DME Forensics Blog

Not all that glitters is gold: What to look for in a Forensics Expert – Part II – Certification

May 17,2017 /

DVR Forensics /

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In the last post, we explored some avenues to get a 10,000-foot view of your potential expert – how to match words with deeds from web pages, CVs and participation in the forensic community.  Today we are going to dive a bit deeper into how to assess your potential expert’s technical skills by looking at certifications.

Certifications are sort of like a college degrees and like college degrees – not all are equal.  We all know someone who has a ton of education and degrees that could not think themselves out of a wet paper sack.  I have also met some of the most brilliant forensics scientists that have never stepped foot in a college classroom.  Certifications are kind of the same way…just because your expert has certifications does not mean they are a rock star …and just because they don’t does not mean they are incompetent. Let’s take a closer look at the main types of certifications your potential expert may have. 

Is Your Expert Certified in a Forensic Discipline?

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Certification is the process of being vetted by an organization or group for the fundamental knowledgeof a particular field or discipline, as well as the ability to demonstrate the application of this knowledge in a practical situation. Simply put – do you have the knowledge (test) and can you use this knowledge to solve a problem with a known outcome or solution (practical exam).  There are two main types of Certification: Vendor/Tool Specific and Discipline Specific Certification.

Vendor/Tool Specific Certification:

This training and subsequent certification typically involves a specific tool or set of tools. These courses of instruction typically run from 2-5 days in length.  Generally, there is some background academic information provided on how/why the tool operates the way it does at a base level.  The focus of the training and certification is on how to properly use the tool under typical operation conditions. Some of these courses have written and practical tests, while some provide a “certificate” for merely attending.

Discipline Specific Certification:

This type of certification is more rigorous and involved. This type of certification is typically provided by a not-for-profit or independent entity related to a specific discipline within the forensic community. These certification programs typically will include at a minimum:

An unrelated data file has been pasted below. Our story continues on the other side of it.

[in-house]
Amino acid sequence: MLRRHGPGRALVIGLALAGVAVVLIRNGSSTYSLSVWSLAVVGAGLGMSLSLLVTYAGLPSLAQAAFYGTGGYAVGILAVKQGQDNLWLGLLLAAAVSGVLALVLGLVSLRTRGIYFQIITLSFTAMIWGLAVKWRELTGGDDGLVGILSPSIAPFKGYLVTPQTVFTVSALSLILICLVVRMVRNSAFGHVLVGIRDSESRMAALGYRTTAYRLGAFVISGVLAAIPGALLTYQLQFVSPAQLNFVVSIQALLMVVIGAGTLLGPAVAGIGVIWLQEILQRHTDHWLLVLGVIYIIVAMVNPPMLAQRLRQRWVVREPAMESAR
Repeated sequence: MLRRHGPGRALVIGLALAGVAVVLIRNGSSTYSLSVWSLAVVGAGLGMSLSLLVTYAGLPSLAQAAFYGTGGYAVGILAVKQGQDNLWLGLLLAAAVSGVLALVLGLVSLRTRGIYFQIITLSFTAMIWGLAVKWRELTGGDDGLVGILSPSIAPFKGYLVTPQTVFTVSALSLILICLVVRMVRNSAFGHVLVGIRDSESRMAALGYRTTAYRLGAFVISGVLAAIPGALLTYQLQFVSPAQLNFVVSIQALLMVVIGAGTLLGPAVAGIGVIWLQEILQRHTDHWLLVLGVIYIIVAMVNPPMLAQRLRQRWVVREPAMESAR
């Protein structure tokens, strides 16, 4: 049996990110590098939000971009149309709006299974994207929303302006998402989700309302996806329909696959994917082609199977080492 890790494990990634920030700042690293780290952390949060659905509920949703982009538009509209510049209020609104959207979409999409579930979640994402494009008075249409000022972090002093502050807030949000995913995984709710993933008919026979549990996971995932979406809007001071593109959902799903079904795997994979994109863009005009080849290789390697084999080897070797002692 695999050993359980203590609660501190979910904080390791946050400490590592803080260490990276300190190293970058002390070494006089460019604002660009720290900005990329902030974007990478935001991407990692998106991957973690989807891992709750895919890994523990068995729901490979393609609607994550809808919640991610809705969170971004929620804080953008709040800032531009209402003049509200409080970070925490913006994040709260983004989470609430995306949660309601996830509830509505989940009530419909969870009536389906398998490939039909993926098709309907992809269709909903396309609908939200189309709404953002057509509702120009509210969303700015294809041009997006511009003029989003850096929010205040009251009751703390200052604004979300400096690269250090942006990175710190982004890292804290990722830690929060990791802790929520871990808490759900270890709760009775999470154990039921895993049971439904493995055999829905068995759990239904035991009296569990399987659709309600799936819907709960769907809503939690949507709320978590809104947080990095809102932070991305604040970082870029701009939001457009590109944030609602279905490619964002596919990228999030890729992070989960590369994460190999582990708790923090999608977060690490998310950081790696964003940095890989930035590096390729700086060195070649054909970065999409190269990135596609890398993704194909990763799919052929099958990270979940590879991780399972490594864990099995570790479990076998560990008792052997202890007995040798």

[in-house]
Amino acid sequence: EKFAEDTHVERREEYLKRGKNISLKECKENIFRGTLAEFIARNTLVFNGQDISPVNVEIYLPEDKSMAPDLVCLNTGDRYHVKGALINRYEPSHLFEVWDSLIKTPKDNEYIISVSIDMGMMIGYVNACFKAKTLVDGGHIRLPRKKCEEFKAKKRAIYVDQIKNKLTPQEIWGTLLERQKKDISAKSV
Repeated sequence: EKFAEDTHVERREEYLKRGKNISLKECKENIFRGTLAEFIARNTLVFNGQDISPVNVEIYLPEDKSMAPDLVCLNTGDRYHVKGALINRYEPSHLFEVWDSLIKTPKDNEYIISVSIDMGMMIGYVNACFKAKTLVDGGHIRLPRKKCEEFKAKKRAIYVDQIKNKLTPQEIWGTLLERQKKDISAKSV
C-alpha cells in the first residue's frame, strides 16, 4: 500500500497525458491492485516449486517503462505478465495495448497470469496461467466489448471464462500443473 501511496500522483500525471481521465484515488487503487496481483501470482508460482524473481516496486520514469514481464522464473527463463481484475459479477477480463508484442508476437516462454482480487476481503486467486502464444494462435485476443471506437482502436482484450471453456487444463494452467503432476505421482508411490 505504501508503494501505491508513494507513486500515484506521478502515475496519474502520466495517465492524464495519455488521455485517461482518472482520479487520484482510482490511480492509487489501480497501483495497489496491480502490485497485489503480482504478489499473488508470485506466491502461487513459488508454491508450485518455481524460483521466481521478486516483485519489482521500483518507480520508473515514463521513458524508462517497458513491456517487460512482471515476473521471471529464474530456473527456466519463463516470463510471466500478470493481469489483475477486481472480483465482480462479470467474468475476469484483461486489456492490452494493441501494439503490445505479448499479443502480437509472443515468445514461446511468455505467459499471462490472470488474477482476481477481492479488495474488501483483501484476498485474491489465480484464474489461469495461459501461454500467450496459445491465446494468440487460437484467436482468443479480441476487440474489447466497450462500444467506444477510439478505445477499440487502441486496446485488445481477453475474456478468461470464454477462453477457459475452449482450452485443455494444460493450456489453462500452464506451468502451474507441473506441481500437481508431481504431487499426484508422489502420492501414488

1. A degree requirement and/or a minimum number of years in a specific field.
  2. A minimum number of academic hours of study within a given field, typically 120 – 180 hours.
  3. Letters of reference from members in the professional community, typically two.
  4. Some form of written test to evaluate the applicant’s understanding of core concepts and information.
  5. Some form of practical test to evaluate the applicant’s ability to use discipline specific knowledge to solve problems and derive results from test materials with a known outcome.
  6. Some certification programs also require the applicant to defend their work in front of a board of certified individuals. This is to assess the applicant’s ability to accurately and properly communicate scientific concepts and their findings to other individuals.

 

Certification “Mills”:

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There are still some organizations out there where an individual can simply take a very minimal online “course of study” and pay a fee to be conferred with “Certification” in a specific field. With the advent of the Internet and the ability to readily investigate the source and content of the certification, this scenario has become less frequent. But when evaluating your expert, it is important to do some research about the organization that conferred the certification. Almost all reputable certification programs will post on their web page the names and expiration dates of all certified individuals and provide the minimum standards for the confirmation of certification.

Just as not all that glitters is gold, not all certifications carry the same weight.  We explored some of the different types of certifications which are available in the forensics community.  If your expert lists a certification on their webpage or CV, check the source of the certification out.  This is one more piece in the puzzle of getting a qualified forensic expert. 

Next up – Teaching and how does your expert conduct their work.   

 

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